Short of that, "You can have someone who is ill, psychotic but not threatening, but having problems on multiple fronts" and be unable to do anything about it, said Jackie Rendo, a family and consumer mentor with NAMI and a criminal mental-health court advocate.
Also in 2001, the Salt Lake City Police Department launched a crisis intervention program that trains officers to respond to calls that involve someone experiencing a mental-health crisis. More than 60 law enforcement agencies in the state now have members trained in crisis intervention.
In 2010, Salt Lake police responded to more than 1,200 calls for service in which mental-health issues were a primary or associated problem, said Detective Ron Bruno.
"We can take them into protective custody and take them to a designated mental-health facility," he said either an emergency room or the new receiving center, depending on the situation.
Salt Lake County also has set up a mobile crisis-outreach team, which Tim Whalen describes as the "paramedics of the mental-health system." The team can respond within 30 minutes, at any time, anywhere in the valley when notified of a mental-health crisis. The team includes a mental-health professional and certified peer specialist and, if needed, law enforcement.
It began operating in March and "has been called out a lot," said Whalen, behavioral health director for Salt Lake County.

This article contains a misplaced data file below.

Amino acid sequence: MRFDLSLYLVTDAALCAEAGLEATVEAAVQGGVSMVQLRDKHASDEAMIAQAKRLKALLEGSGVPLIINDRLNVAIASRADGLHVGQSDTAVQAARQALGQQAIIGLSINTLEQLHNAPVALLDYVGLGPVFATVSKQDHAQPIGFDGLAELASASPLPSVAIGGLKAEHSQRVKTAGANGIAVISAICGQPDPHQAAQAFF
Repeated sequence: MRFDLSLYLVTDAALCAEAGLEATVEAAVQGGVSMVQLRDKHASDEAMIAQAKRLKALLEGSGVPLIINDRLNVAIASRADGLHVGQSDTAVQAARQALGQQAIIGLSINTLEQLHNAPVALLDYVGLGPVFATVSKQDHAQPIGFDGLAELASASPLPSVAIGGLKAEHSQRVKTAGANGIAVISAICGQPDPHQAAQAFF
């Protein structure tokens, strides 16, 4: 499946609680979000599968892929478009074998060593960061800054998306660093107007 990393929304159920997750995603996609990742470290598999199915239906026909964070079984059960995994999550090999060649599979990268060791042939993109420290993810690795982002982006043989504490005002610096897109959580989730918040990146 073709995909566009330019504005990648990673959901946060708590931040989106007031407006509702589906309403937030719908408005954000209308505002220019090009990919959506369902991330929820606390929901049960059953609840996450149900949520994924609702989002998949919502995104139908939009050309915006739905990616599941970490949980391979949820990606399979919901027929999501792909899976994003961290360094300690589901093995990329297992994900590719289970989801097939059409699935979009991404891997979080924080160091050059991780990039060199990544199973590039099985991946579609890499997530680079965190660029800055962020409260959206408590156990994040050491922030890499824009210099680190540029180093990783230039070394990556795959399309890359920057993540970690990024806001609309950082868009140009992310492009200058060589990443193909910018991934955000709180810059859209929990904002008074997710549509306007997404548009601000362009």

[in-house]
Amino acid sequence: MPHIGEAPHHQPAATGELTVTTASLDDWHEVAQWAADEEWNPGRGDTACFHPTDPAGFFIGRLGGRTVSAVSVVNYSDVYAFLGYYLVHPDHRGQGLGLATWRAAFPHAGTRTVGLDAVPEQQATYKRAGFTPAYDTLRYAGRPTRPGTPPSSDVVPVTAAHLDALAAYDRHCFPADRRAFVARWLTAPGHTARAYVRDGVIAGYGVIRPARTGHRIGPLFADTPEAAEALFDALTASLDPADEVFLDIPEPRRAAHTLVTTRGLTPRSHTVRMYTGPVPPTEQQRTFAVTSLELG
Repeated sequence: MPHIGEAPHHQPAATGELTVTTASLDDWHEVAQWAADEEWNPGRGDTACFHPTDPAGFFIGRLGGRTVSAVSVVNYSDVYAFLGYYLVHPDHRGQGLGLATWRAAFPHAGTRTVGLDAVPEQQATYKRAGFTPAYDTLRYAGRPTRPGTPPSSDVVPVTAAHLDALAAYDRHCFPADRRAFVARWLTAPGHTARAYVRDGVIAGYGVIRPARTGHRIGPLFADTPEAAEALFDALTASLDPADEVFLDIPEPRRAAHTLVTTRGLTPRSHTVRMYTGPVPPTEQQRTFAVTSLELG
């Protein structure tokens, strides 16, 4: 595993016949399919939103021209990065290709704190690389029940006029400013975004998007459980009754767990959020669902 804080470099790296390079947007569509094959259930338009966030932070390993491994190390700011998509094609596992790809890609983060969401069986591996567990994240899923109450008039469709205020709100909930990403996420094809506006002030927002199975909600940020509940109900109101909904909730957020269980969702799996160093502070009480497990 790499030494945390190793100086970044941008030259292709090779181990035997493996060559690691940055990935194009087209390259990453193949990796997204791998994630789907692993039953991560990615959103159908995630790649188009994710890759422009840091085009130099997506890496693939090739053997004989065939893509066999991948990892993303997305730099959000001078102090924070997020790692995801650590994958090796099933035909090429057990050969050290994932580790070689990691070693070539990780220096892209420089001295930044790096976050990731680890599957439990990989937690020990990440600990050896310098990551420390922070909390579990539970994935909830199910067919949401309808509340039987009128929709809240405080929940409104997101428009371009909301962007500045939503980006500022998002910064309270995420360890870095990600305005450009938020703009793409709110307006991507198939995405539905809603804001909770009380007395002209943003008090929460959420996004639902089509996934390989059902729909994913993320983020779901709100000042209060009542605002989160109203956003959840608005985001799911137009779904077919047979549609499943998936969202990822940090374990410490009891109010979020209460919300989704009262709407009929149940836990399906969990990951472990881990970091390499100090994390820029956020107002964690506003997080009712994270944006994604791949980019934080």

In fact, the mobile crisis-outreach team, based at UNI, has been called out about 600 times, Tallboys said.
The peer specialist someone who has experienced and recovered from mental illness is key, Whalen added. "It really has been shown to work and is being adopted all over the country as a method we should use with our clients."
The county will add another resource on Oct. 15, when it expects to open a 16-bed Wellness Recovery Center designed for individuals who need two or three days' care while being stabilized after a crisis.
The county also is working more closely with the courts and Salt Lake County Jail to ensure that mentally ill individuals are not just released into the community without a support network in place, Whalen said. The jail now releases offenders with mental illness at a set time that is coordinated with a voluntary shuttle ride to a Valley Mental Health unit, where help getting medication and setting up support services is available.
"The biggest [factor] in making sure they don't go back to jail is connecting them to services in the community," Whalen said. A Jail Diversion Outreach Team also tracks clients who are back in the community in an attempt to ensure mental-health issues don't resurface to the extent that an individual reoffends.
The challenges • But there is a catch to all this: It costs money. Accessing services is easier if a person has private insurance or qualifies for Medicaid.
"The biggest population we are challenged with is treating folks who are not qualified for Medicaid," Whalen said.
The county has a $48 million budget to provide mental-health services for Medicaid-eligible clients but just $3 million for those who don't qualify for the federally-funded program.